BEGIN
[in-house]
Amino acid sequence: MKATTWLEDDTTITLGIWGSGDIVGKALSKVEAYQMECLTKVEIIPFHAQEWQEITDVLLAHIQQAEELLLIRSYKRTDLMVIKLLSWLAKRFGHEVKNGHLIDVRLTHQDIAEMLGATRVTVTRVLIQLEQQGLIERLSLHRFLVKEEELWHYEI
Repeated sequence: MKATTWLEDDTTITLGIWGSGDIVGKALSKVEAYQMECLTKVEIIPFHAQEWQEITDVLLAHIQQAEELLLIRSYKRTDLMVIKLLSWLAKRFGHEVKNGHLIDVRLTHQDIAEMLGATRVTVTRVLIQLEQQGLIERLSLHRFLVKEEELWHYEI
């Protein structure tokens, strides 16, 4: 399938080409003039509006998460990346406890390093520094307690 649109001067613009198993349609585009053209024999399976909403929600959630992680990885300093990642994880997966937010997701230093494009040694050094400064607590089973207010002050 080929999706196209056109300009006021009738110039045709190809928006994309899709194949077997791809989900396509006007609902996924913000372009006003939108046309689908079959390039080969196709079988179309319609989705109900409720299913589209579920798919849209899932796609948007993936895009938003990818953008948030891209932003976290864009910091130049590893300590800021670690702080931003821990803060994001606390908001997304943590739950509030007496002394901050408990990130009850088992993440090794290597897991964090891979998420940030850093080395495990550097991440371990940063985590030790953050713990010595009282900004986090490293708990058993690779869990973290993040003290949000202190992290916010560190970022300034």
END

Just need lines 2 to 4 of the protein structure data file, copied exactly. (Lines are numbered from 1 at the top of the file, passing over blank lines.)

Amino acid sequence: MKATTWLEDDTTITLGIWGSGDIVGKALSKVEAYQMECLTKVEIIPFHAQEWQEITDVLLAHIQQAEELLLIRSYKRTDLMVIKLLSWLAKRFGHEVKNGHLIDVRLTHQDIAEMLGATRVTVTRVLIQLEQQGLIERLSLHRFLVKEEELWHYEI
Repeated sequence: MKATTWLEDDTTITLGIWGSGDIVGKALSKVEAYQMECLTKVEIIPFHAQEWQEITDVLLAHIQQAEELLLIRSYKRTDLMVIKLLSWLAKRFGHEVKNGHLIDVRLTHQDIAEMLGATRVTVTRVLIQLEQQGLIERLSLHRFLVKEEELWHYEI
């Protein structure tokens, strides 16, 4: 399938080409003039509006998460990346406890390093520094307690 649109001067613009198993349609585009053209024999399976909403929600959630992680990885300093990642994880997966937010997701230093494009040694050094400064607590089973207010002050 080929999706196209056109300009006021009738110039045709190809928006994309899709194949077997791809989900396509006007609902996924913000372009006003939108046309689908079959390039080969196709079988179309319609989705109900409720299913589209579920798919849209899932796609948007993936895009938003990818953008948030891209932003976290864009910091130049590893300590800021670690702080931003821990803060994001606390908001997304943590739950509030007496002394901050408990990130009850088992993440090794290597897991964090891979998420940030850093080395495990550097991440371990940063985590030790953050713990010595009282900004986090490293708990058993690779869990973290993040003290949000202190992290916010560190970022300034």